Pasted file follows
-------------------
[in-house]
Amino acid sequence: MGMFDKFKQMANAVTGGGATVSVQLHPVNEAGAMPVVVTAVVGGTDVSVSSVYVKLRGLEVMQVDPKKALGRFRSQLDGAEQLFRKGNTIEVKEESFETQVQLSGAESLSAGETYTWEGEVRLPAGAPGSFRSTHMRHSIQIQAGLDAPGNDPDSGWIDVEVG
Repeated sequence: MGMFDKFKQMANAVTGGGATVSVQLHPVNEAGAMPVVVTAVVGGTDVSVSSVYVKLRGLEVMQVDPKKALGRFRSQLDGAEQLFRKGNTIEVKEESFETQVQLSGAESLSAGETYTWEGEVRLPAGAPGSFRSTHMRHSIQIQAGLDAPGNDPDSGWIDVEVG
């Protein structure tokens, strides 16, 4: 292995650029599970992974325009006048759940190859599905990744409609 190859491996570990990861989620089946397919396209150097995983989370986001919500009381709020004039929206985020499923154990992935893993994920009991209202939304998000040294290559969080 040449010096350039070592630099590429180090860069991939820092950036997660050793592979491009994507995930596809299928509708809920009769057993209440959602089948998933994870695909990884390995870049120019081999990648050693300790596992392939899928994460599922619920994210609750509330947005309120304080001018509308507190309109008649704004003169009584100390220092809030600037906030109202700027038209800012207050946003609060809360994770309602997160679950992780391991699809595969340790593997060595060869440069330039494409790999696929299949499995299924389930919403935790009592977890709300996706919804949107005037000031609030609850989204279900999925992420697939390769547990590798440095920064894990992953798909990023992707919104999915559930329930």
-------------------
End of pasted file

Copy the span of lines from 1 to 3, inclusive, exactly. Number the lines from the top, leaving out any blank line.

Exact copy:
[in-house]
Amino acid sequence: MGMFDKFKQMANAVTGGGATVSVQLHPVNEAGAMPVVVTAVVGGTDVSVSSVYVKLRGLEVMQVDPKKALGRFRSQLDGAEQLFRKGNTIEVKEESFETQVQLSGAESLSAGETYTWEGEVRLPAGAPGSFRSTHMRHSIQIQAGLDAPGNDPDSGWIDVEVG
Repeated sequence: MGMFDKFKQMANAVTGGGATVSVQLHPVNEAGAMPVVVTAVVGGTDVSVSSVYVKLRGLEVMQVDPKKALGRFRSQLDGAEQLFRKGNTIEVKEESFETQVQLSGAESLSAGETYTWEGEVRLPAGAPGSFRSTHMRHSIQIQAGLDAPGNDPDSGWIDVEVG